Another T. C. Boyle novel and another winner as far as I'm concerned. Like every other novel of his that I've read, this one is about two groups of very disparate characters who come in contact with one another—this time a group of communal hippies at the end of the 1960s and the simple and survival-focused folk who live in the Alaskan wilderness. Their clash of worldviews is both brutal and entertaining—in the traditional Boyle style—and is well foreshadowed in this interchange from early in the novel between two of the hippies before they make their journey to Alaska.
And then Alfredo was onto travel, the names of places clotting on his tongue like lint spun out of a dryer, no two-thousand pound Wisconsin cheeses for him—it was London, Paris, Berlin, Rome, Venice, Florence—he was an art student at one time, did Marco know that? Yeah, and he'd sketched his way across Europe, from the Louvre to the Rijksmuseum to the Prado. That was the only way to do it, like a month in every city, just living there in some pension or hostel, meeting people in cafes, scoring hash on the street and going straight to the bakery after the cafes close for your pane and your baguette. He must have talked without drawing a breath for a solid fifteen minutes.
Somewhere there, in the space between Amsterdam and the Place de la Concorde, the crows started in, a bawling screech that came out of the trees and circled overhead as the big glistening birds dive-bombed an owl they'd flushed from its roost. "The owls get them at night when they're helpless, did you know that?" Marco said, glad for a chance to change the subject. "That's what that's all about. Survival. And imagine us—imagine if there was another ape species here to challenge us, and I don't mean like gorillas and chimps, but another humanoid."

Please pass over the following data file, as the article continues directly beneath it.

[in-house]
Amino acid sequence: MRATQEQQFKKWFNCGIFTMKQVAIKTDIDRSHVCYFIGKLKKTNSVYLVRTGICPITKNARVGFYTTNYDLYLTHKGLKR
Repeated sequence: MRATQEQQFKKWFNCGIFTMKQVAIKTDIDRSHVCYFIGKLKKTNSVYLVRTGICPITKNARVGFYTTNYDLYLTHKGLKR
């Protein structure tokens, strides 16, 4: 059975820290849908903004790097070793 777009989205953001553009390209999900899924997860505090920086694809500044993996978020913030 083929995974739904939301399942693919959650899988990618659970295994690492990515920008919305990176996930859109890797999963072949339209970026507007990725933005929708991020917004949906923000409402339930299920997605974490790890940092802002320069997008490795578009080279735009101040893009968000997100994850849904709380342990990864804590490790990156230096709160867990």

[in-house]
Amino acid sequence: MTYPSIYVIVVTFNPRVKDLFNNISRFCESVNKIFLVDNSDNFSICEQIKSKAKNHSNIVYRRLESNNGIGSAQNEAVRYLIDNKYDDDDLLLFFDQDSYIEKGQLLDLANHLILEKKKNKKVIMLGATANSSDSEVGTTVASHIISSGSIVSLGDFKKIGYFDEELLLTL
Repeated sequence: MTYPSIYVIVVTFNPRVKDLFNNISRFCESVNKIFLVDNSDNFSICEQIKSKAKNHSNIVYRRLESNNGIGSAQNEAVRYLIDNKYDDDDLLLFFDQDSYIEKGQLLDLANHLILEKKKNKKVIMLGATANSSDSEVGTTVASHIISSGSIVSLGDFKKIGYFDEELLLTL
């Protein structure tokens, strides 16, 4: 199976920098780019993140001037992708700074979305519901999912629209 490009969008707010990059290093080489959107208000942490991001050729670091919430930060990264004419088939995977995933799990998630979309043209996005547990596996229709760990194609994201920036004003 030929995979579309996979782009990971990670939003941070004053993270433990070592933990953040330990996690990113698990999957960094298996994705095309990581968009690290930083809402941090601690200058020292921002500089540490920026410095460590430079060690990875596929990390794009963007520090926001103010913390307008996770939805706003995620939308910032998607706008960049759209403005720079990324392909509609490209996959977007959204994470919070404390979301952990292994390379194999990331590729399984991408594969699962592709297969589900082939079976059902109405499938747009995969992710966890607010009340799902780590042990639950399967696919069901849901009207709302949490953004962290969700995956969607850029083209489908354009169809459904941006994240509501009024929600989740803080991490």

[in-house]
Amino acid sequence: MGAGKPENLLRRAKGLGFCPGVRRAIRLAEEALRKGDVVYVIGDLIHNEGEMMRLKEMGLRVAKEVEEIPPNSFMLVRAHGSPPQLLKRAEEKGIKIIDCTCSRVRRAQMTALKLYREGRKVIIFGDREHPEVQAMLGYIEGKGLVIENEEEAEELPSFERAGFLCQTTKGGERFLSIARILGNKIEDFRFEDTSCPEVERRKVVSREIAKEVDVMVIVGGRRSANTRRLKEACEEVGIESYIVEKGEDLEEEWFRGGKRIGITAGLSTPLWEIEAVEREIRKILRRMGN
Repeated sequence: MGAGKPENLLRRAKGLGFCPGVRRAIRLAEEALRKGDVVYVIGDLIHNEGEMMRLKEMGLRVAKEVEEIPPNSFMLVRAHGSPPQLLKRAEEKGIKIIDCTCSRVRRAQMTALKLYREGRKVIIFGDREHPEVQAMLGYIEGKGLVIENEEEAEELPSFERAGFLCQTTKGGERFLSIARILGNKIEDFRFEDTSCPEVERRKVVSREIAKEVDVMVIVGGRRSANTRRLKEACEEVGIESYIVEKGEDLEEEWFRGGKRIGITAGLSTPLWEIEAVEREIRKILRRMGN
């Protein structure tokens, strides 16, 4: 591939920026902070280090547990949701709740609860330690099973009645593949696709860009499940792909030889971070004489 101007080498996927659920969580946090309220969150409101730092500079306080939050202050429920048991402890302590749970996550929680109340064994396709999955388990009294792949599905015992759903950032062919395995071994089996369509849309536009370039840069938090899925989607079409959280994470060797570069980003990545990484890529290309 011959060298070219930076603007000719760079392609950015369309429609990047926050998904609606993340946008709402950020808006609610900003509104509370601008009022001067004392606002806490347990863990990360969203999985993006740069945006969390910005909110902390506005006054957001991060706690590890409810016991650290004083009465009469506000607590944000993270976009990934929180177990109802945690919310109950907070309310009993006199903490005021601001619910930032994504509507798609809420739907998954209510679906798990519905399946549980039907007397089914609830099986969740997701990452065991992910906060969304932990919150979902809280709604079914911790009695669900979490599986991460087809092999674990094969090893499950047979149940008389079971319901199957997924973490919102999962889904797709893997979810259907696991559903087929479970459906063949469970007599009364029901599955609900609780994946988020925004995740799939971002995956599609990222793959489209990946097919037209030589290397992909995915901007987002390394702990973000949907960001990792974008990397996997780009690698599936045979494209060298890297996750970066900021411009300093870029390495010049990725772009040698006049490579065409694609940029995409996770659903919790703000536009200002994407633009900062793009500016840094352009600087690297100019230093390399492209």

Alfredo didn't seem to have anything to say to that—he believed in universal harmony, brotherhood, vegetarianism, peace, love and understanding. He didn't want to know about the war between crows and owls, let alone apes, or the way the crows mobbed the nests of lesser birds—sparrows, finches, juncos—to crush and devour the young. That had nothing to do with the world he lived in. "Heavy," that's what he he said finally. Heavy.
Marco is a character I really like in this novel. He's one of the few hippies who actually take to the rough and difficult life that's waiting for them when they get to Alaska, finding in it something more compelling than all the free love and drugs that permeate life at Drop City (the commune). And in Marco's journey from one world to the other we see Boyle exploring some new themes in his traditional clash of cultures narrative. Unlike some of his other novels, what starts out in stark opposition to one another in the end becomes so intertwined that they can no longer be separated.
A couple other tidbits I wanted to make note of. First, from Sess Harder, the original man of the wilderness, speculating on whether his new wife will have the stamina of will it takes to endure the long and dark Alaskan winters.
Everybody wanted out when the night set in, the night that never let up, when the cabin walls seemed to shrink till you felt like you were in one of those Flash Gordon serials where the walls came together like a vise to squeeze the pulp out of you. Flash always managed to escape, though. So did the better part of the women who came into the country, which was why there were three bush-carzy bachelors for every female in Boynton. The night took inner resources, and most people, women especially, didn't have anything more than outer resources to keep them going—shopping, gossip and restaurants with sconces on the walls, to be specific.
This is very much a novel about inner resources, and those who have them—hippie or otherwise—survive. It's also a novel about those who live by a code, and the need to stay true to it even in the harshest conditions.
She hadn't heard. She knew the nephew was gone, and the little pie-face with the false eyelashes, and a handful of them kept pestering Sess—they'd pay him anything, whatever he wanted—to mush them and their guitars and she didn't know what else on into Boynton. And he was willing, why not, cash was cash, but the trapline came first because once you set those traps you were obligated by every moral force there was in the universe to tend them, if only to curtail the mortal suffering of the living beings that gave you your sustenance, because you didn't waste, you never wasted—waste was worse than a sin; it was death.